Christ over the nations (cp Rev 1:6; 2:26,27; 5:9,10).
[Other prophecies which present the same basic picture, ie, of
a believing Jewish remnant brought back out of the Arab nations in the Last
Days: Isa 19:23-25; 27:12,13; 35; 43:1-7; 52:1-10; Jer 3:18; 16:14, 15; Joel
3:2-7; and Zec 10:9-11.]
It is possible that God, through Turkey's project at Ataturk,
is presently arranging the "pieces of the puzzle" for the future -- when the
drying Euphrates will accelerate the time of war in the Middle East. In the near
future, the Arab nations may fight with one another, and with Israel, about
water (and land, and "holy places" too, of course!). The outcome of the last
such war will be the defeat of Israel. But, in some strange way as yet difficult
to perceive, the continuous shortage of water for "Babylon"
(Iraq/Syria/Jordan?)         will contribute to the weakening of Israel's enemies, and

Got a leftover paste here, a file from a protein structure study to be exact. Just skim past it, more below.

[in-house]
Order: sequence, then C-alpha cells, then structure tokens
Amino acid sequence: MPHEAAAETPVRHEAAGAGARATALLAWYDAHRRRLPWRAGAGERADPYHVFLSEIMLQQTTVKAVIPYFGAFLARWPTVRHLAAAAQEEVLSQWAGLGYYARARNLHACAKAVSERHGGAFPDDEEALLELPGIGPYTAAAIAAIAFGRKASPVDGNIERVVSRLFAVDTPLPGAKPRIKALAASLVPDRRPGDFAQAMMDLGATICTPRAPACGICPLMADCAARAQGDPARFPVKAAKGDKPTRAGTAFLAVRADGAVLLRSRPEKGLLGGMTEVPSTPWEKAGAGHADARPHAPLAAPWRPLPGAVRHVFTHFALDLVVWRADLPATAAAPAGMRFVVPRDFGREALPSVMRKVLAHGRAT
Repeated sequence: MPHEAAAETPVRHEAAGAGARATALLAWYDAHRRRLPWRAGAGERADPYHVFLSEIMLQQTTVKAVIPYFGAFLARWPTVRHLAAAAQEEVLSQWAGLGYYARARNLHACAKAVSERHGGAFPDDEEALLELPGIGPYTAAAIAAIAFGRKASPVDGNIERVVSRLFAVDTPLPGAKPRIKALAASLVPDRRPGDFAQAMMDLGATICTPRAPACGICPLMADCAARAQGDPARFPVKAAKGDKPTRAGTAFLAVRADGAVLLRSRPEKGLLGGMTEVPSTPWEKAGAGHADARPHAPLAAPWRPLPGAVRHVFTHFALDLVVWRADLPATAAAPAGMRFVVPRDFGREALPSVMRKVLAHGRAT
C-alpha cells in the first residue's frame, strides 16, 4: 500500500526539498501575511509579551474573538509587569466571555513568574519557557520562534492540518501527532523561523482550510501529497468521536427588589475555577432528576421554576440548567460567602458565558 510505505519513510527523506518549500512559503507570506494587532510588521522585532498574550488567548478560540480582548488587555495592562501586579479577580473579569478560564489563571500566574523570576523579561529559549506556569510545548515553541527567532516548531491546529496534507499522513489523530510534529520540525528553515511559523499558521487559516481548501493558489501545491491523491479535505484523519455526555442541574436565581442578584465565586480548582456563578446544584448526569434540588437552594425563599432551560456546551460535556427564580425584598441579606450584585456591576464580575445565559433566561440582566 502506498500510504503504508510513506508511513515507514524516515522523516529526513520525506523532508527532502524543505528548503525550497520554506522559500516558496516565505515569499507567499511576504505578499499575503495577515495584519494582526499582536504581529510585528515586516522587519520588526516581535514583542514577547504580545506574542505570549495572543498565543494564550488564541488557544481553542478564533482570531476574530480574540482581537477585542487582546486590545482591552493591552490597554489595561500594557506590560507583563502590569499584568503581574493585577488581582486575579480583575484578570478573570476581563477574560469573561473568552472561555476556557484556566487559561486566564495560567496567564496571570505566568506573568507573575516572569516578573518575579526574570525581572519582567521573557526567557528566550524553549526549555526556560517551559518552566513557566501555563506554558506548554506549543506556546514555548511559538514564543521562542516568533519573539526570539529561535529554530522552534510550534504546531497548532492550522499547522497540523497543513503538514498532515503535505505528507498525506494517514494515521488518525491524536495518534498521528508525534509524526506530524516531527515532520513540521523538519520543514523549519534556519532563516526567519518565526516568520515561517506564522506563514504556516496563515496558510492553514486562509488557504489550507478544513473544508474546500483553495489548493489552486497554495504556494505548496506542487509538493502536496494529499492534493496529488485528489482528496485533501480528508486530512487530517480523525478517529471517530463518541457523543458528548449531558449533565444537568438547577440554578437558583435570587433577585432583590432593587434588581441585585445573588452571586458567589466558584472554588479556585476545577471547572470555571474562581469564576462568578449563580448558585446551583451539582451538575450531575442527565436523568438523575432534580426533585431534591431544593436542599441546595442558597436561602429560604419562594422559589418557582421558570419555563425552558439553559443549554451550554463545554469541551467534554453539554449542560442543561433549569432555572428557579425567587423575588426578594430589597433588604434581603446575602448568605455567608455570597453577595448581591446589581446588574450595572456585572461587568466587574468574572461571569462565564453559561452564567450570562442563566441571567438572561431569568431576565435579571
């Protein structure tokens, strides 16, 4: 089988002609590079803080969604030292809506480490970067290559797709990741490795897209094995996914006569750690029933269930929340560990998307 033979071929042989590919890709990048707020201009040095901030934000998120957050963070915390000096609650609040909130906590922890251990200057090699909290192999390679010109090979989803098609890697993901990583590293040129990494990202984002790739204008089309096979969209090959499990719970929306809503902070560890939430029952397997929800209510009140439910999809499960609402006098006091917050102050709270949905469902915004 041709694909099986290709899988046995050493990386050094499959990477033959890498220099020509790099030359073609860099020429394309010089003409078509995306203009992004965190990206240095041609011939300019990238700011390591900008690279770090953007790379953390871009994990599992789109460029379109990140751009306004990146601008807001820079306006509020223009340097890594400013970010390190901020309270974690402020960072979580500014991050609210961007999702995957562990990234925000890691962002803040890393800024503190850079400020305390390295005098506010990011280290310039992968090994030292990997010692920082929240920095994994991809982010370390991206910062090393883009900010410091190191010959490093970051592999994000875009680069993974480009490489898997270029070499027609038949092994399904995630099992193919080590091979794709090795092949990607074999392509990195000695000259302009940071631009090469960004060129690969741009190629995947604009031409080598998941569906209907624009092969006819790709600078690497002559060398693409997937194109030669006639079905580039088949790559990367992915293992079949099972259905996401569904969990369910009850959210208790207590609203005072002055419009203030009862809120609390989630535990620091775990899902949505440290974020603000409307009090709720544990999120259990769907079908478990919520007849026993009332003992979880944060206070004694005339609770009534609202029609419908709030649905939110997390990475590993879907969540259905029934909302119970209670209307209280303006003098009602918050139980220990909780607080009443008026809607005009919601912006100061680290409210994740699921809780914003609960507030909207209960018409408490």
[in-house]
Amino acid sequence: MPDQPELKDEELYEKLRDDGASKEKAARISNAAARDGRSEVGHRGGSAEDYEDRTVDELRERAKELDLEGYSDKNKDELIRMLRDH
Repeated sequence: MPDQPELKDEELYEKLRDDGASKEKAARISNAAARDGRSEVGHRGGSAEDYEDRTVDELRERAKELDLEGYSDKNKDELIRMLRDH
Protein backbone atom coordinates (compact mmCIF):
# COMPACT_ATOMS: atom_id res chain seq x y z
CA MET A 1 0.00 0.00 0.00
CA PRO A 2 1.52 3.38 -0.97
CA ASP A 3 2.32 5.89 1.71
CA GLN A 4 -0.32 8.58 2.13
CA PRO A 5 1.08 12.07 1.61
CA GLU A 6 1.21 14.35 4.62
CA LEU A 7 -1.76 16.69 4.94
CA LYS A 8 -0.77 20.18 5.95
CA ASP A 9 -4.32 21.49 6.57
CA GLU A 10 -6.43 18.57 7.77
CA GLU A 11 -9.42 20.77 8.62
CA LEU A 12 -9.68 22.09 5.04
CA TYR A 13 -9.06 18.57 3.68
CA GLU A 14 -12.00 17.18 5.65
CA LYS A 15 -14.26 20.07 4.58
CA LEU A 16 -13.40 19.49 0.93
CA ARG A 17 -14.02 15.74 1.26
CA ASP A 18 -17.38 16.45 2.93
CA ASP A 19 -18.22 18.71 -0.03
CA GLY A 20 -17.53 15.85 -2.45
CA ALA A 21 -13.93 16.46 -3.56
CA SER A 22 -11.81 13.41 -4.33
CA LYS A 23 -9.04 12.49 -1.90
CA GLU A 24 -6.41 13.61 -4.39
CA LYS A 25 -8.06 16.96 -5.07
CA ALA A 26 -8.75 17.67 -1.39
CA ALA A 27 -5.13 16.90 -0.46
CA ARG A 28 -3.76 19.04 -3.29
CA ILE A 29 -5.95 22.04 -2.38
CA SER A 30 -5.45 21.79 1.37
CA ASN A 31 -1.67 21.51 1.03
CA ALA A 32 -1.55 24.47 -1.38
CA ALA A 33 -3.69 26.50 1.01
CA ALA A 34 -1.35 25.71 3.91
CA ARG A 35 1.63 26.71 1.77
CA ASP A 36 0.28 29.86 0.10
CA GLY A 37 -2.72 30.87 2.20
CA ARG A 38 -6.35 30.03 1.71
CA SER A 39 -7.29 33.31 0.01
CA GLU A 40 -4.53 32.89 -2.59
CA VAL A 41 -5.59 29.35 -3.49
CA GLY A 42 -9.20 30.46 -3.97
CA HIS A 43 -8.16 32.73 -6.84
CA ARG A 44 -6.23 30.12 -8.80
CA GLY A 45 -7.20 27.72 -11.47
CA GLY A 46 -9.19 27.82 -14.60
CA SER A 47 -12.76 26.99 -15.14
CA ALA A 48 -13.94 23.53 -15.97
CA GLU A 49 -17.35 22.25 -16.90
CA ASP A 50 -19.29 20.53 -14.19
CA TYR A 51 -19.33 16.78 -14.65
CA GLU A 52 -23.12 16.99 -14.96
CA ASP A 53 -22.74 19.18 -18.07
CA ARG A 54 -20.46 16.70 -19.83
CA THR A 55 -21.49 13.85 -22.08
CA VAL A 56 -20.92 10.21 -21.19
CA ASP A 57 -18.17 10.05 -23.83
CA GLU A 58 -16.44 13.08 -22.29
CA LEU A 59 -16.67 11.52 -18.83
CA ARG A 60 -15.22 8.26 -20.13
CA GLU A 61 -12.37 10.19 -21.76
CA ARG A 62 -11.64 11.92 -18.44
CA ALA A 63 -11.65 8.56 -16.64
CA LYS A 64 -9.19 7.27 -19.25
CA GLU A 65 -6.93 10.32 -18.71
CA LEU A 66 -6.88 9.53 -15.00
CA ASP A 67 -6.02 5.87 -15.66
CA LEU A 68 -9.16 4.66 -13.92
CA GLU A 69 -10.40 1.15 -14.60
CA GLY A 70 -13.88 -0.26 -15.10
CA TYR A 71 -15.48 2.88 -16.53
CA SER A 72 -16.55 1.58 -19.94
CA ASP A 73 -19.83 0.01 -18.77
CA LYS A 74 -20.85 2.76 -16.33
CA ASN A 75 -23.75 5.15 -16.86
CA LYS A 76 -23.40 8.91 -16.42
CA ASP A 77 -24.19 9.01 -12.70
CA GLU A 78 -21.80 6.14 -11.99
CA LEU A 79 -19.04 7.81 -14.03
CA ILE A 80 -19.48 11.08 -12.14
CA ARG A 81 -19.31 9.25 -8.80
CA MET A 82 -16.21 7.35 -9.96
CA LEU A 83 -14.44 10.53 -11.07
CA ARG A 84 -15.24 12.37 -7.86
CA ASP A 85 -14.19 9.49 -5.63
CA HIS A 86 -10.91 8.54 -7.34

the subsequent return of Israeli captives (prospective "kings from the east")         to
Jerusalem to participate in Christ's kingdom.
How exactly will this be brought about? Who will finally dry
up the Euphrates? Turkey, or Christ? When will it be finally accomplished?
Before Christ comes, or after? For the present, we can only guess at the
answers. Perhaps there are other "puzzle pieces" lying right in front of us,
which we simply haven't thought of in the right context yet.
[One final question: Is there any significance to the verbal
similarity between the "east" -- in Greek, anatole -- of Rev 16:12, and the
region of Anatolia in eastern Turkey?]